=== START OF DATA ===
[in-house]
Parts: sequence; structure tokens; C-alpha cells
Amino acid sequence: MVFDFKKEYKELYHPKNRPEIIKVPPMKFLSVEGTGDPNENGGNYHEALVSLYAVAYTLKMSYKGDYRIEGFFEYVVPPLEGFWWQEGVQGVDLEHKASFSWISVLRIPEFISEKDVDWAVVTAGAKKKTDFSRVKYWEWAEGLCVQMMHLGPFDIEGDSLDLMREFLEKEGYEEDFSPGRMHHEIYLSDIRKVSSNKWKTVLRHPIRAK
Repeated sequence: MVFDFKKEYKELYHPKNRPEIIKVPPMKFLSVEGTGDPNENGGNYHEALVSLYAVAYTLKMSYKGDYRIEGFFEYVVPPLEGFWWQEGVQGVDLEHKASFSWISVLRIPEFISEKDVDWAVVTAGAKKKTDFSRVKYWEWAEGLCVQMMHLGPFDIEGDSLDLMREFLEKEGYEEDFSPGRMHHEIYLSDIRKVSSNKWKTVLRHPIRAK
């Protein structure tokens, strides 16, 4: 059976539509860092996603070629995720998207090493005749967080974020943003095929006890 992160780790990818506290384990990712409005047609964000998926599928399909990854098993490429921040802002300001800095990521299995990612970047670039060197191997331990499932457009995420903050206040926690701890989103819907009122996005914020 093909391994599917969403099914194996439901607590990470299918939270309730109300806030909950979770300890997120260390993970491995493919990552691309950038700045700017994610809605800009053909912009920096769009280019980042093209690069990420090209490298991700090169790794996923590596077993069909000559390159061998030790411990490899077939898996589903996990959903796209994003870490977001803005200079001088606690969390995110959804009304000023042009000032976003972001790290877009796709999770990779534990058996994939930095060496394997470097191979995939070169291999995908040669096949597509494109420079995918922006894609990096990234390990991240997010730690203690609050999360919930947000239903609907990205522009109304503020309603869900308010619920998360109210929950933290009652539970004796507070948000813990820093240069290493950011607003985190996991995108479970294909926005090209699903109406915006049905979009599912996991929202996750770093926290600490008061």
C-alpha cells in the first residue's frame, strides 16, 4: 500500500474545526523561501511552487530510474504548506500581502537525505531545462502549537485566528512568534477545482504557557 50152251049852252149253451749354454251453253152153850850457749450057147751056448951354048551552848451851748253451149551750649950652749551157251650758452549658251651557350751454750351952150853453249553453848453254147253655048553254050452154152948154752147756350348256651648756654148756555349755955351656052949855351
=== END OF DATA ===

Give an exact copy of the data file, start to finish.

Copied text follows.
[in-house]
Parts: sequence; structure tokens; C-alpha cells
Amino acid sequence: MVFDFKKEYKELYHPKNRPEIIKVPPMKFLSVEGTGDPNENGGNYHEALVSLYAVAYTLKMSYKGDYRIEGFFEYVVPPLEGFWWQEGVQGVDLEHKASFSWISVLRIPEFISEKDVDWAVVTAGAKKKTDFSRVKYWEWAEGLCVQMMHLGPFDIEGDSLDLMREFLEKEGYEEDFSPGRMHHEIYLSDIRKVSSNKWKTVLRHPIRAK
Repeated sequence: MVFDFKKEYKELYHPKNRPEIIKVPPMKFLSVEGTGDPNENGGNYHEALVSLYAVAYTLKMSYKGDYRIEGFFEYVVPPLEGFWWQEGVQGVDLEHKASFSWISVLRIPEFISEKDVDWAVVTAGAKKKTDFSRVKYWEWAEGLCVQMMHLGPFDIEGDSLDLMREFLEKEGYEEDFSPGRMHHEIYLSDIRKVSSNKWKTVLRHPIRAK
């Protein structure tokens, strides 16, 4: 059976539509860092996603070629995720998207090493005749967080974020943003095929006890 992160780790990818506290384990990712409005047609964000998926599928399909990854098993490429921040802002300001800095990521299995990612970047670039060197191997331990499932457009995420903050206040926690701890989103819907009122996005914020 093909391994599917969403099914194996439901607590990470299918939270309730109300806030909950979770300890997120260390993970491995493919990552691309950038700045700017994610809605800009053909912009920096769009280019980042093209690069990420090209490298991700090169790794996923590596077993069909000559390159061998030790411990490899077939898996589903996990959903796209994003870490977001803005200079001088606690969390995110959804009304000023042009000032976003972001790290877009796709999770990779534990058996994939930095060496394997470097191979995939070169291999995908040669096949597509494109420079995918922006894609990096990234390990991240997010730690203690609050999360919930947000239903609907990205522009109304503020309603869900308010619920998360109210929950933290009652539970004796507070948000813990820093240069290493950011607003985190996991995108479970294909926005090209699903109406915006049905979009599912996991929202996750770093926290600490008061």
C-alpha cells in the first residue's frame, strides 16, 4: 500500500474545526523561501511552487530510474504548506500581502537525505531545462502549537485566528512568534477545482504557557 50152251049852252149253451749354454251453253152153850850457749450057147751056448951354048551552848451851748253451149551750649950652749551157251650758452549658251651557350751454750351952150853453249553453848453254147253655048553254050452154152948154752147756350348256651648756654148756555349755955351656052949855351